How to read this?

Photographer: Timothy A. Clary/AFP/Getty Images

Why Party Defections Matter

Jonathan Bernstein is a Bloomberg View columnist. He taught political science at the University of Texas at San Antonio and DePauw University and wrote A Plain Blog About Politics.
Read More.
a | A

It was treated as big news earlier this week when Meg Whitman, the chief executive of Hewlett Packard Enterprise, along with a handful of other Republican figures, announced they would vote for Hillary Clinton. Whitman, who was a GOP candidate for governor of California in 2010, is a billionaire and will be raising money for Clinton. The other Republicans decamping are Richard Hanna, a New York congressman who is retiring, and at least three campaign operatives.  

Some pundits were quick to ridicule the notion that such defections will affect any actual voters.

It's true that few people will wonder why Sally Bradshaw, a former Jeb Bush adviser, is switching to the Democratic ticket, for example, let alone be swayed by her decision. Indeed, most voters would say they don't care about endorsements from even the most high-profile members of their party. Some people will claim they dislike these leaders anyway.

Yet dismissing the importance of the endorsements is wrong.

In a normal election when both parties are united behind their nominee, voters will hear one message for months: that people like themselves, including the politicians they like, are supporting one candidate, while people they normally dislike or disagree with are backing the other one. Whether voters consider themselves partisans or not, that message pushes them in the "correct" direction -- to the candidate of the party they normally support.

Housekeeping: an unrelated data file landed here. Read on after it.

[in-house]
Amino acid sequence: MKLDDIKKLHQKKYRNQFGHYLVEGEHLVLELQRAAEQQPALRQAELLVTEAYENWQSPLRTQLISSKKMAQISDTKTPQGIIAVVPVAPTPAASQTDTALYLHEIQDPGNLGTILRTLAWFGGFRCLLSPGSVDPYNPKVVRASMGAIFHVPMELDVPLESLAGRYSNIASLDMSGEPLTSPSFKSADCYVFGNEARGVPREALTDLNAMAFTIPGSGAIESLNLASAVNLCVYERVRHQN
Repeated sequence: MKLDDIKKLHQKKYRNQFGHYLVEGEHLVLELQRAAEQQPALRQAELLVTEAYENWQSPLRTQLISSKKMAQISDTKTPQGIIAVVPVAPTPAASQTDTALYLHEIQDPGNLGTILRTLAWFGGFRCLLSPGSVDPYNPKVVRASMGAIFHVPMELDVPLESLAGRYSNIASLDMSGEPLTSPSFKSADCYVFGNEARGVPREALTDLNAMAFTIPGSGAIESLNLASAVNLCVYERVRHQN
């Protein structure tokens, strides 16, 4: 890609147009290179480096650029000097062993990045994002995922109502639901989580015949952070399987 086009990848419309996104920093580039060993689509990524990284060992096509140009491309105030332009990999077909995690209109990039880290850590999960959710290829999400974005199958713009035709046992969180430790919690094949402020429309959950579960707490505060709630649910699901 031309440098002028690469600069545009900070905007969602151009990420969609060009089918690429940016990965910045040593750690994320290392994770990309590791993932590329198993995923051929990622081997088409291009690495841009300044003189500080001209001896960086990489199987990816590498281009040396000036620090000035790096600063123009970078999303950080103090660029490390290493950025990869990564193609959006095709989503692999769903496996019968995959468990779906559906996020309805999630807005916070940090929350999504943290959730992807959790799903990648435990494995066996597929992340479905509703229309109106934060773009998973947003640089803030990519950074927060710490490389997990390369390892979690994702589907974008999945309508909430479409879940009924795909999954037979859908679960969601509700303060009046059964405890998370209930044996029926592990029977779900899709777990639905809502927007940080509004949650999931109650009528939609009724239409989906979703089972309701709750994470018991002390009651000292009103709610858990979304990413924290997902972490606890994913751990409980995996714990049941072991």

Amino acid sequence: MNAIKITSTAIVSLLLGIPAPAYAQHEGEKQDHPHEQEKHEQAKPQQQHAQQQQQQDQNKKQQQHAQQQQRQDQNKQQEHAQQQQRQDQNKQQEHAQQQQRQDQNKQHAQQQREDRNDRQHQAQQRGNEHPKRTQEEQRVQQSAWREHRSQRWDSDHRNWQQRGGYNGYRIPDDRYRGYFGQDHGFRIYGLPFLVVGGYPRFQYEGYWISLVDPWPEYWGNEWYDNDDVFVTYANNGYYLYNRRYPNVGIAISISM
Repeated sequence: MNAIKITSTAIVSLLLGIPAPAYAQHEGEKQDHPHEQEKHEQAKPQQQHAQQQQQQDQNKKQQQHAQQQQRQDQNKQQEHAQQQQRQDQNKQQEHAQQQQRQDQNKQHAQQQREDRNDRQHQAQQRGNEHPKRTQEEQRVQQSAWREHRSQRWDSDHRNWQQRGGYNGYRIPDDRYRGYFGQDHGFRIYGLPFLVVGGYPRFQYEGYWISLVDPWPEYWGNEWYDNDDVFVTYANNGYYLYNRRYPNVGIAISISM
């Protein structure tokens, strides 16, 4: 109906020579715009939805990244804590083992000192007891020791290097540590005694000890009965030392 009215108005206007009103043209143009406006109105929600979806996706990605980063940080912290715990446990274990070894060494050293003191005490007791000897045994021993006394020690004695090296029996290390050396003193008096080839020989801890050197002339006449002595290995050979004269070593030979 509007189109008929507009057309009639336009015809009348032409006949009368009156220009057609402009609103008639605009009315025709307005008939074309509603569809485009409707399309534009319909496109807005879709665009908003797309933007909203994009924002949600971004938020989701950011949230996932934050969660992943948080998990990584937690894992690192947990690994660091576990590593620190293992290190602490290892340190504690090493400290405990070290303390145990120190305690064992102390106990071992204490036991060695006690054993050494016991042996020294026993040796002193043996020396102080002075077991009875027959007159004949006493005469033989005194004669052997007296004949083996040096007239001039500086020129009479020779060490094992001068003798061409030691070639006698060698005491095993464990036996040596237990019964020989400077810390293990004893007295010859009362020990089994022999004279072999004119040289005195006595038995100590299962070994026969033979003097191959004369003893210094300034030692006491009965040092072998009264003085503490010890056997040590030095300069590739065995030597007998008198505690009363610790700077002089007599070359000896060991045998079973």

Conventions are especially powerful in sending such signals because they dominate the news for a few days at least, drowning out the voices of the opposing party.   Even after the convention, that message can be strong -- if the party is united, that is. 

The muddier things are, however, the less likely voters will be pushed in the "correct" direction. 

This is probably a big part of what has given Clinton a solid lead in the polls right now. The Democrats are united and sound united, while Republicans clearly are not.

When something goes wrong for Clinton, most highly visible Democrats will speak out in support or keep their mouths shut. By contrast, when something goes wrong for Donald Trump, Republican responses are all over the place, with many condemning whatever it is he said. 

And the media's preference for man-bites-dog over dog-bites-man stories means that the news about a Republican operative endorsing Clinton will receive far more coverage than dozens of Republican elected officials endorsing Trump. 

This provides constant cues for voters. There may be no effect on those who decided months ago to support Trump or Clinton. But many voters don't pay much attention until the campaign's final weeks. And even though most voters are (in normal elections) predictably partisan in the end, many of them don't arrive at their destination by stating their party preference and automatically choosing their party's candidate.

Instead, a lot of partisanship is activated by the events and rhetoric of the campaign. If the campaign doesn't provide the push, then many voters may get lost on the way to where they "should" be heading.

  1. Sometimes the other party just takes the week off. Sometimes it tries to push back against the message from the convention stage, but coverage of responses from the other party rarely attracts much attention. 

This column does not necessarily reflect the opinion of the editorial board or Bloomberg LP and its owners.

To contact the author of this story:
Jonathan Bernstein at jbernstein62@bloomberg.net

To contact the editor responsible for this story:
Katy Roberts at kroberts29@bloomberg.net